Perplexed by property law? Our Professional Support Lawyer Gemma Cook is here to answer your most pressing questions.
An extra bank holiday has been announced for the coronation which means an extra-long weekend but does this affect my property completion date?
On 6 November 2022 the Prime Minister proclaimed an extra bank holiday in honour of the coronation of His Majesty King Charles III. The bank holiday will fall on Monday 8 May 2023, following the Coronation on Saturday 6 May 2023.
Even though it is January 2023, it is still possible that parties could have contracted to complete on 8 May 2023 and the bank holiday could throw a spanner into the works because:
- it won’t be possible to transfer completion money as the banks will be closed; and
- the professionals involved will be on leave.
What is the completion date?
It might be that the bank holiday doesn’t affect many transactions given that 6 months’ notice has been given. Ideally the parties can think ahead and avoid using 8 May 2023 as the completion date.
But sometimes a completion date is not fixed and instead, it is triggered by the happening of a certain event. This event is often referred to as a condition precedent. For example, a sale and purchase might be conditional upon the grant of planning permission. The completion date for such a deal could be 5 – 10 working days after the satisfaction of the relevant condition.
In this situation, much will depend on the definition of ‘working day’ in the contract. The Standard Commercial Property conditions (“SCPCs”) are usually incorporated into most commercial sale and purchase contracts. The SCPCs define a working day as “any day from Monday to Friday (inclusive) which is not Christmas Day, Good Friday or a statutory Bank Holiday”. If this definition is used, 8 May 2023 would not be included as a working day and would be excluded from the relevant period and completion would naturally fall to 9 May 2023.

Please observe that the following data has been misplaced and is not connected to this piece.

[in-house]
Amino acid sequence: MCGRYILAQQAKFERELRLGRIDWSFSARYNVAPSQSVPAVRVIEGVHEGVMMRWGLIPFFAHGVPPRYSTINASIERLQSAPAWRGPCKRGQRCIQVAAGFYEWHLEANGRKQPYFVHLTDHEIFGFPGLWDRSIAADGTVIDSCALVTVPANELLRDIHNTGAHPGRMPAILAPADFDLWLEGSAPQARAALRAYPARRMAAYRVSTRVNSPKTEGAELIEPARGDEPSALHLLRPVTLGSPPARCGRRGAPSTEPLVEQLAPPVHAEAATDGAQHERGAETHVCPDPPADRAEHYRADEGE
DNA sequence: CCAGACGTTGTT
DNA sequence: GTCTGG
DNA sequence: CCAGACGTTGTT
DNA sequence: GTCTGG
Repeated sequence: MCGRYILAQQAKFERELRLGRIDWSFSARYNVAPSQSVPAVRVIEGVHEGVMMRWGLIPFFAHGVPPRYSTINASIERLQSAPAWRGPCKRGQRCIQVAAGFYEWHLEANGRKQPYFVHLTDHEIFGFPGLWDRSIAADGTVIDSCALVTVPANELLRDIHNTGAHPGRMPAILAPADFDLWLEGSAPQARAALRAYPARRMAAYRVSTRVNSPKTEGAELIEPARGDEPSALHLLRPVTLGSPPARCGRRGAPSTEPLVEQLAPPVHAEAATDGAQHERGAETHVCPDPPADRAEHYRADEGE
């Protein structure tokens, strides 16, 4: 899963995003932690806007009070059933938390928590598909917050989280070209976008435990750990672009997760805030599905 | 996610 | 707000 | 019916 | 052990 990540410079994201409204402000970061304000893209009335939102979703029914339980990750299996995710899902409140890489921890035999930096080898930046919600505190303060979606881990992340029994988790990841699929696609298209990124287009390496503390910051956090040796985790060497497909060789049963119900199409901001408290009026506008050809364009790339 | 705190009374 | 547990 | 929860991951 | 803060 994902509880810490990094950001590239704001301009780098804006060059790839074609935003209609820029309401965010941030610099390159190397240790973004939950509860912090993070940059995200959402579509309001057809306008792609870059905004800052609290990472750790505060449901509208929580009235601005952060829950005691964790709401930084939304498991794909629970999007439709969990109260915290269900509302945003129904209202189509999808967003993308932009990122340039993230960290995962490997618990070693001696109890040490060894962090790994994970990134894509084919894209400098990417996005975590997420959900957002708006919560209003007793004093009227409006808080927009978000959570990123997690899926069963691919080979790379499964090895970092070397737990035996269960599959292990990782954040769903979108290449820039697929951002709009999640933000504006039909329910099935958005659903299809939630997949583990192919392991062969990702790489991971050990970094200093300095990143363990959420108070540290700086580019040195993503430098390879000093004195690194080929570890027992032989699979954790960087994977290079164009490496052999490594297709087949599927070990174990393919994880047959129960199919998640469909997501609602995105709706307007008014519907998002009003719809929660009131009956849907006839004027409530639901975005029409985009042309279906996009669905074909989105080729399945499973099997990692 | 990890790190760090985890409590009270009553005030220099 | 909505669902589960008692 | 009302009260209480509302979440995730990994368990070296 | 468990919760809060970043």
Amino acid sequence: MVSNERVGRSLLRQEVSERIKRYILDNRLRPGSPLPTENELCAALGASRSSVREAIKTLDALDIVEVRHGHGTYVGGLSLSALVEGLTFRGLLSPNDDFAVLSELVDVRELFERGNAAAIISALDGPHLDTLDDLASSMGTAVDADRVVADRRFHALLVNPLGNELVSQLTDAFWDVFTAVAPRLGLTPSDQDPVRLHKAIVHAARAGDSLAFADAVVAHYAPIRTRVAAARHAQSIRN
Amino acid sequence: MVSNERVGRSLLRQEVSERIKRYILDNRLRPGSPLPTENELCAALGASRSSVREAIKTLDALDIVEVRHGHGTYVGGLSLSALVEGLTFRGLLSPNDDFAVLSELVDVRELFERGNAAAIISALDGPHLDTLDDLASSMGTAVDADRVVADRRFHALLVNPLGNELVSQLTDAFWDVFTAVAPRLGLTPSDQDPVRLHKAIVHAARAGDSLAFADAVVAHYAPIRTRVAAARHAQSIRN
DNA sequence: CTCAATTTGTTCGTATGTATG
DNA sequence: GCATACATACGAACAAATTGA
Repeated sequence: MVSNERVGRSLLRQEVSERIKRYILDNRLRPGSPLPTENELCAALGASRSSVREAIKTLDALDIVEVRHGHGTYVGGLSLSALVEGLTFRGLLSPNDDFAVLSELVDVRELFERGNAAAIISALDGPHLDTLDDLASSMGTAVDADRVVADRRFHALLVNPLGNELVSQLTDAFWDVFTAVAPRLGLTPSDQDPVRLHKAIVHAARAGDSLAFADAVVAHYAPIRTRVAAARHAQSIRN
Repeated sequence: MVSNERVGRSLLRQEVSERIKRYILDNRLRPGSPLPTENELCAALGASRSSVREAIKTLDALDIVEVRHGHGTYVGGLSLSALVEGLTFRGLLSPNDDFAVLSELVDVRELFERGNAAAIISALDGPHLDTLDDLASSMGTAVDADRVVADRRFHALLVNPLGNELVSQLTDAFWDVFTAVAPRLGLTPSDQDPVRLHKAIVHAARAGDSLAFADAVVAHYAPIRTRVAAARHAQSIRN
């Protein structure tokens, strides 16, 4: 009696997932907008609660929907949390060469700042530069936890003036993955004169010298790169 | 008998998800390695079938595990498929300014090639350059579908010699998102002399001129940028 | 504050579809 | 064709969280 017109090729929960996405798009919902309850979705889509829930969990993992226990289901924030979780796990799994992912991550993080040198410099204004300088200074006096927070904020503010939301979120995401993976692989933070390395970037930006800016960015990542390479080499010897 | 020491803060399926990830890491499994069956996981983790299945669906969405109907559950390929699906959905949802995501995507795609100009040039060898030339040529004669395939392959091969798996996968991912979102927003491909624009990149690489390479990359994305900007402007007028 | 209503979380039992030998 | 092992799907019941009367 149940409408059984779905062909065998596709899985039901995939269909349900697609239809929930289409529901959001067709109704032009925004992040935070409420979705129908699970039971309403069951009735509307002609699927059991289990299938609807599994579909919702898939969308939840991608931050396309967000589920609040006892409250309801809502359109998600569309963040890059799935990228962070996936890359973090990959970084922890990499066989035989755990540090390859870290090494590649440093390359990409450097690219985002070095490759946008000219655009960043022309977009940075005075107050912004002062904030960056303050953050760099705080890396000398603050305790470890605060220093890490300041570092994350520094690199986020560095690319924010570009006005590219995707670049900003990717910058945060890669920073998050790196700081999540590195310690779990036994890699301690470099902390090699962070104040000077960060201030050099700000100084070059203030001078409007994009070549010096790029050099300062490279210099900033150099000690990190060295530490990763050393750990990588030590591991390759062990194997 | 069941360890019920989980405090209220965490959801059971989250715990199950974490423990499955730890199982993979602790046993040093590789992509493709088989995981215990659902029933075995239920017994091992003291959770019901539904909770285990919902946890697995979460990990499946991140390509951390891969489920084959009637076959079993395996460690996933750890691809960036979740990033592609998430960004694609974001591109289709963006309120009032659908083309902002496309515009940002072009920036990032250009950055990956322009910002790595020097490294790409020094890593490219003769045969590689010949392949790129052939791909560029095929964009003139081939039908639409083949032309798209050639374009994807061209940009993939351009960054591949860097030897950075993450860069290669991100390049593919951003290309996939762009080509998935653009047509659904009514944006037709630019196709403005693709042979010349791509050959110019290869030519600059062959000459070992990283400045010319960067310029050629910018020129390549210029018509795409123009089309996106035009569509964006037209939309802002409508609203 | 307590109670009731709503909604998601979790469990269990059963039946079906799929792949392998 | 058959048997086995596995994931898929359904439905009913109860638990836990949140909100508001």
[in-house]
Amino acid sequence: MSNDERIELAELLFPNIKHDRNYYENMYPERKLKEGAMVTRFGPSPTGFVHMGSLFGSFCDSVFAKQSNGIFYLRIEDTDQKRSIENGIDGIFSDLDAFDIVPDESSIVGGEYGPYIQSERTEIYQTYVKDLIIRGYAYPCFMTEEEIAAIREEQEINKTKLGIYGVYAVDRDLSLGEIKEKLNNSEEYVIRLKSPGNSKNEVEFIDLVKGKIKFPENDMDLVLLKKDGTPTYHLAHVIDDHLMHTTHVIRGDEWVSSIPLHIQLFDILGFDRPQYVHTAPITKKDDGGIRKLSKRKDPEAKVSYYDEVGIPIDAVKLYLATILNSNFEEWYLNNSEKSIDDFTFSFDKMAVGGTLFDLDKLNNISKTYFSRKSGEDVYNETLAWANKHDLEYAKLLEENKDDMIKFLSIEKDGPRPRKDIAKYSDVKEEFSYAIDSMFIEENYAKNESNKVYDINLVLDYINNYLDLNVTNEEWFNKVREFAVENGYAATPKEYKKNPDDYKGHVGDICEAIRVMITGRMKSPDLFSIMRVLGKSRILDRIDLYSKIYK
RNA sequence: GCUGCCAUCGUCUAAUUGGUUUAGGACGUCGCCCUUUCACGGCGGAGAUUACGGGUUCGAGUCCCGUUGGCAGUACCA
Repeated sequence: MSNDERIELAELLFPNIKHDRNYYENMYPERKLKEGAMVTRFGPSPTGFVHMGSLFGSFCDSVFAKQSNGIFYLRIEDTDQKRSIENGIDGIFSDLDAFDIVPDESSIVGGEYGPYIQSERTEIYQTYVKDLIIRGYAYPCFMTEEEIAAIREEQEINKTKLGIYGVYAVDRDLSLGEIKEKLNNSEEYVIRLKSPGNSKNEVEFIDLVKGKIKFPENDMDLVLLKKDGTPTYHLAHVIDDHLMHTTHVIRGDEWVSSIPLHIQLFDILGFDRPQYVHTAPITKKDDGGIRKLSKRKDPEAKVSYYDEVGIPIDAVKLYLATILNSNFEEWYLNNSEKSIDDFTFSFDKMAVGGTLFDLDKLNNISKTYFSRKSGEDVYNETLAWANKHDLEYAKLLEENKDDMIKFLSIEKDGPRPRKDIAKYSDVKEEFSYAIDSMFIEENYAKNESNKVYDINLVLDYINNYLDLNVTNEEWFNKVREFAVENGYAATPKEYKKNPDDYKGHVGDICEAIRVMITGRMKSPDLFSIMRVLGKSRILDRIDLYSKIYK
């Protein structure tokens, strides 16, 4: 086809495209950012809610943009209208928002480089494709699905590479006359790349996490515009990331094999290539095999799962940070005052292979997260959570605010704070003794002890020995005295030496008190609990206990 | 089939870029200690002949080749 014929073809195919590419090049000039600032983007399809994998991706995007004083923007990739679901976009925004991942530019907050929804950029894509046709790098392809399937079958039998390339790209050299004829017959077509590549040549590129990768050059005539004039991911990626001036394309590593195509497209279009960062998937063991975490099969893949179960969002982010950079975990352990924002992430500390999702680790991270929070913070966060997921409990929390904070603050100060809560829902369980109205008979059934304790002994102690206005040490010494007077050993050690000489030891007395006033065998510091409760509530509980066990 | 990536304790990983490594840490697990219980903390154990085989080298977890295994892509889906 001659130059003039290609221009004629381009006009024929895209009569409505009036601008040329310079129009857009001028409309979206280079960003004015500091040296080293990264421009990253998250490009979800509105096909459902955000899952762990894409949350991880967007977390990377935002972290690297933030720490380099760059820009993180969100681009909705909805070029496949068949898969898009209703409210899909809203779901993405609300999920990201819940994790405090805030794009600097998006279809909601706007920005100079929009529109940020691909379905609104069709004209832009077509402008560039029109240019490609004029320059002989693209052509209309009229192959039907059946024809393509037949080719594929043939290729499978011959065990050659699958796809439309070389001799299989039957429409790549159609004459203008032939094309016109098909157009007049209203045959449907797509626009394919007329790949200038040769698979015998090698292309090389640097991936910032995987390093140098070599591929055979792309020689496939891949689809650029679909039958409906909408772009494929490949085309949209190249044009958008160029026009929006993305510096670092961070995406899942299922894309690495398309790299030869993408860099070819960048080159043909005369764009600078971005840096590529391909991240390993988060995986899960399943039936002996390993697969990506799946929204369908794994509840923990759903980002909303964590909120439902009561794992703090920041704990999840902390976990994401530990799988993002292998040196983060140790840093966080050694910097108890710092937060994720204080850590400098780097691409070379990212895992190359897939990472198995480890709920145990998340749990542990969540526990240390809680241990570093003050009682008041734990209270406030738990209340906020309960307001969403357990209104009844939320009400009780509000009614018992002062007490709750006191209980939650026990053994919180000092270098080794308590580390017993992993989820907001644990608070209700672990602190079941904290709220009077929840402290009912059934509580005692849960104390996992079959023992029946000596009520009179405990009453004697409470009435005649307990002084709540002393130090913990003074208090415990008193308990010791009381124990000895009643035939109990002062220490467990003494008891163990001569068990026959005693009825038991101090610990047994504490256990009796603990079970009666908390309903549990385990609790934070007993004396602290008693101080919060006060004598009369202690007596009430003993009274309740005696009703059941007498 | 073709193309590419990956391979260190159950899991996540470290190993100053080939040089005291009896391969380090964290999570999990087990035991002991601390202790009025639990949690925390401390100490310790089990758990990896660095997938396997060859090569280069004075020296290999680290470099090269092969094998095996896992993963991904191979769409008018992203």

But what happens if there is already an existing contract and completion is fixed for 8 May 2023?
Everyone involved in the deal is going to need to be pragmatic.
The risk of being unable to pay the completion money on the completion date is one for the buyer. Under the SCPCs, the non-payment on the relevant day will attract interest. The seller also has the ability to serve a ‘notice to complete’. The effect of the notice to complete is usually to set a specified time frame by which the money has to be paid and completion, otherwise the seller has the ability to terminate the contract and keep any deposit paid by the buyer for itself.
Hopefully, everyone would proceed as planned but a day later being the first working day afterwards. The Banking and Financial Dealings Act 1971 provides that:
- no-one can be compelled to make a payment on a bank holiday, and
- the making of a payment on the first working day after a bank holiday is deemed the equivalent of making a payment on the due date
Everyone could look to agree that the operation of law means completion will take place on Tuesday 9 May 2022 and ideally, pre-agree what is going to happen about any interest due in advance.
Recording the agreed changes to the contract
There is a difference between agreeing completion will take place on 9 May 2023 by operation of law and making other changes.
The Banking and Financial Dealings Act 1971 defers the obligation to pay completion money to the following working day. This dovetails with case law that if an act required by a contract is impossible to perform lawfully at a given time, then enforcement of the obligation cannot take place until the act can be performed lawfully (John Lewis Properties v Viscount Chelsea  67 P&CR 120).
If a change of date to 9 May 2023 is the only change, there is a statutory change to the contract pursuant to the Act and the contract is unlikely to need to be formally varied. If completion is going to be any date other than 9 May 2023, or if other changes are made to the contract, it will be necessary to comply with section 2 of the Law of Property (Miscellaneous Provisions) Act 1989 and formally vary the contract. Any party should take specific advice as to the precise terms of their contract as much can depend on the given circumstances.